Mitochondria are very dynamic organelles as they change their shape, size, and sub-cellular localization depending on the versatile cellular demands for adequate ATP production, optimal cellular function, and survival [1]. A common feature of neurodegenerative conditions such as Parkinson’s (PD) and Alzheimer’s (AD) disease is mitochondria dysfunction [2, 3]. PD is the second most common neurodegenerative disease, characterized by loss of dopaminergic (DA) neurons, rigidity, bradykinesia, postural instability, and tremor [4].

The maintenance of cellular mitostasis directly correlates with mitochondria quality control, which is driven by mitochondrial dynamics, mitochondrial removal, and biogenesis. A terminal response to mitochondria dysfunction is their selective destruction by mitophagy [5]; a highly conserved process, where damaged mitochondria are removed by autophagosomes and delivered for degradation to lysosomes [6]. One of the main pathways involved in this process is the Parkin/PTEN-induced putative kinase 1 (Pink1)-mediated mitophagy [6]. Pink1 is activated by auto-phosphorylation and accumulates on the outer mitochondrial membrane (OMM) of dysfunctional mitochondria triggering the recruitment of the E3 ubiquitin ligase Parkin, which then ubiquitinates several proteins of OMM, amplifying a cascade signal that culminates in mitochondrial engulfment by the autophagosome [7,8,9]. Parkin and Pink1 are the two most commonly mutated proteins in autosomal-recessive juvenile Parkinsonism [10, 11]. Mitophagy disruption is also a hallmark of AD [12], further supporting the importance of mitochondria quality control in neurodegeneration.

Reactive oxygen species (ROS) are main by-products of mitochondria functionality [13] and elevated intracellular ROS levels can cause damage to all cellular biomolecules [14]. A master regulator of cellular redox, and also of proteome homeostasis (referred to as, proteostasis), is the nuclear factor erythroid 2 like 2 [Nrf2; a cap “n” collar (cnc)] transcription factor [15]. Key components of the proteostatic pathways are the molecular chaperones and the two main degradation machineries, namely the autophagy lysosome-(ALP) and the ubiquitin proteasome-(UPP) pathways; ALP is mostly involved in the degradation of protein aggregates and damaged organelles [8], while UPP ensures protein synthesis quality control and degradation of short-lived regulatory proteins [16]. The 26S eukaryotic proteasome comprises a 20S core particle being bound to 19S regulatory particles. The 20S proteasome consists of four stacked heptameric rings (two α-type surrounding two β-type) with the caspase‐like (C‐L), trypsin‐like (T‐L), and chymotrypsin‐like (CT‐L) proteasome enzymatic activities located at the β1, β2, and β5 subunits, respectively [17]. Reportedly, proteasomal degradation is particularly important in PD as it degrades insoluble protein inclusions of α-synuclein [18]. Proteasome and mitochondria are highly interdependent, since UPP requires excessive amounts of ATP and the ubiquitinated OMM proteins are degraded by the proteasome [1]. Notably, the declined functionality of UPP and ALP is a hallmark of aging and of several age‐related diseases, including neuromuscular degeneration [19].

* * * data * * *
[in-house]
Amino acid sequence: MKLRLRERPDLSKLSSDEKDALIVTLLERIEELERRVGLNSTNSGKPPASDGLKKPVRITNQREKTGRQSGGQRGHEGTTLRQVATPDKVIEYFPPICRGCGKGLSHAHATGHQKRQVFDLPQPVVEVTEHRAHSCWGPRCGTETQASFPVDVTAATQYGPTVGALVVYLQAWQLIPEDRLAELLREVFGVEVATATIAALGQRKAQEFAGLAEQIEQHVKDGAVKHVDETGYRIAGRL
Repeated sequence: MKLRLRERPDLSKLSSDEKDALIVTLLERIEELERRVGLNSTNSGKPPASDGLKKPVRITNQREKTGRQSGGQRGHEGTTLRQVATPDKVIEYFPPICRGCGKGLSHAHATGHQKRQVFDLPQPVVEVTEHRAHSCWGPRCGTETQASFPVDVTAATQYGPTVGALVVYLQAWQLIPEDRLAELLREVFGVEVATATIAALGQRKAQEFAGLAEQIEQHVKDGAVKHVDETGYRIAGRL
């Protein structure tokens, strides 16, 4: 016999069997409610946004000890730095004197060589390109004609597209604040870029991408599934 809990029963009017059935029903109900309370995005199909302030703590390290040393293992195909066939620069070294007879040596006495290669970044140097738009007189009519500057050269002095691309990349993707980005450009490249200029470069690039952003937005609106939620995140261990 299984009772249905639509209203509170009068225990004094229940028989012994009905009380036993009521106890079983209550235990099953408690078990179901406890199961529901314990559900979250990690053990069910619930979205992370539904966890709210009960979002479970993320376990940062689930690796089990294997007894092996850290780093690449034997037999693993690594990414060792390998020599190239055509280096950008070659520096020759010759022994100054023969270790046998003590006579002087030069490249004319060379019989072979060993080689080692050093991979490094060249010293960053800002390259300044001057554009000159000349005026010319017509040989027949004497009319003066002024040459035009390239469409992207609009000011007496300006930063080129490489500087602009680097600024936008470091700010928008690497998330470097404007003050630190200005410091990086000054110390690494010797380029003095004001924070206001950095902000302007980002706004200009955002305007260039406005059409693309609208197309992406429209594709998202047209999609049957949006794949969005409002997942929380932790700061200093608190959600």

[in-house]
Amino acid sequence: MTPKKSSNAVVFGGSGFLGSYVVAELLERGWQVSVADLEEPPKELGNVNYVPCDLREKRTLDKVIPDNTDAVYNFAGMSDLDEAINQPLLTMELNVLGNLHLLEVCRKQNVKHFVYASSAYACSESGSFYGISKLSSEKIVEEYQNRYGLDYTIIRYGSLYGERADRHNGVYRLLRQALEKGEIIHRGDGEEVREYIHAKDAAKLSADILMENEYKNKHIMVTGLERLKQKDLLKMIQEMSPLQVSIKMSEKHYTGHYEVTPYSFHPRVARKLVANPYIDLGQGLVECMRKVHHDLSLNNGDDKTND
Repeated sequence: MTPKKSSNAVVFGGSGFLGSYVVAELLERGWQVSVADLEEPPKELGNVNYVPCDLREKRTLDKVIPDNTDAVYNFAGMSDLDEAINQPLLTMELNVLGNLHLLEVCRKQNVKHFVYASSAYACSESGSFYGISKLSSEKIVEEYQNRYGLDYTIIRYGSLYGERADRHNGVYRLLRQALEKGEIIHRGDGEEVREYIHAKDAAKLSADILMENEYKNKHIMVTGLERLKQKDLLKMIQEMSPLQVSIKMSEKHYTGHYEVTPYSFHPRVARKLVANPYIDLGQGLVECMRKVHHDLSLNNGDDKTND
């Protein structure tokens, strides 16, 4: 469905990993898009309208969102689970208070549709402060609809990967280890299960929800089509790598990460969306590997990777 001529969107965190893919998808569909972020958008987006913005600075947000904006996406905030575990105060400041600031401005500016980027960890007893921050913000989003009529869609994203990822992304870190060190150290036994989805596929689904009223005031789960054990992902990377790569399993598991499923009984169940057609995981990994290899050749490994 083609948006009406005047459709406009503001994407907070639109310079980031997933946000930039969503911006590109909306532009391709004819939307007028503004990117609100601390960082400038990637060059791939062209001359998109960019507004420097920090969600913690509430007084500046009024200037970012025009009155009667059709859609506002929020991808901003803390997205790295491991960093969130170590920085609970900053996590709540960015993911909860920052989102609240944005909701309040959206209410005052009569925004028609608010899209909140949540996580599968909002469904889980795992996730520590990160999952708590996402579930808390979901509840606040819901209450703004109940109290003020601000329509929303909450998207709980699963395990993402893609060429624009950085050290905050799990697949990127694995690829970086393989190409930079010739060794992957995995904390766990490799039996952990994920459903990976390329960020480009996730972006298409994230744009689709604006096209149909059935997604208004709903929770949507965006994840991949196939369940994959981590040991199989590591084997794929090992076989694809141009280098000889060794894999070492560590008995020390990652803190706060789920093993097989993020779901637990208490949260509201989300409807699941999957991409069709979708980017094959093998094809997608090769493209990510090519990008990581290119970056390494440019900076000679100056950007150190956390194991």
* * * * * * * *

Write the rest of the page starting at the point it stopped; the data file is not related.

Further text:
Additionally, to its role in redox and proteome homeostasis, Nrf2 also affects several aspects of mitostasis, including mitochondrial biogenesis, fatty acid oxidation, respiration, ATP production, and the structural integrity of the organelle [20]. Our in vivo studies in the fly model have revealed that the Nrf2 Drosophila ortholog, namely cncC (hereafter referred to as cncC/Nrf2), regulates mitochondria biogenesis [21], while disruption of mitochondria dynamics triggers a cncC/Nrf2-dependent proteostatic response [22]. In C. elegans, Nrf2 becomes activated upon inhibition of mitophagy to promote the expression of mitochondrial biogenesis and mitophagy genes [23]; in support, the mitophagic/autophagic adapter protein sequestosome-1 (SQSTM1/p62) is a Nrf2 transcriptional target [23,24,25].

Herein, we exploit Drosophila as a model organism to investigate the functional role of Parkin/Pink1 in regulating mitophagy and proteostatic responses, as well as in suppressing degeneration-like phenotypes at the whole organism level. We found that Parkin (known as park in Drosophila) or Pink1 knock down (KD) increased cell oxidative load and suppressed mitophagy causing neuronal and muscle degeneration. Concomitant to park or Pink1 KD activation of cncC/Nrf2, induced the proteostasis network, suppressed oxidative stress, restored (independently to ref(2)P/p62) mitophagy and largely rescued park or Pink1 KD-mediated neuromuscular degenerative phenotypes.

Materials and methods

Flies’ culture and stocks

Flies’ stocks were maintained at 25 °C, 60% relative humidity on a 12 h light:12 h dark cycle and were fed standard medium (unless otherwise indicated). The transgenic strains w1118 (#5905), UAS Pink1 RNAi (#55886), UAS Pink1 (#51648), UAS park RNAi (#38333), UAS park (#51651), UAS ref(2)P RNAi (#36111), Gal4-Mef2 (#27390), UAS Mito-GFP (#8443), tub-mito-roGFP2-Orp1 (#67673); the nervous system specific Gal4-Elav (#8765) and the dopaminergic neurons Gal4-TH (#8848) were obtained from the Bloomington Stock Center. The double transgenic line UAS Lamp1-GFP, Actin Gal4 was kindly donated by Dr. G. Orso (University of Padova). The UAS cncC/Nrf2, UAS cncC/Nrf2 RNAi and the Tubulin GeneSwitch Gal4 (tubGSGal4) flies were a gift from Prof. D. Bohmann (University of Rochester, NY, USA); the conditional driver tubGSGal4 is ubiquitously activated upon dietary administration of RU486 (320 μΜ). Mito-QC was kindly donated by Prof. A. Whitworth (University of Cambridge, UK). Given that gonads display distinct aging rates and regulation of proteostatic mechanisms as compared to adult somatic tissues [26], in all presented experiments (unless otherwise indicated) referring to adult flies only micro-dissected somatic tissues (head and thorax; equal numbers from mated male and female flies) were analyzed.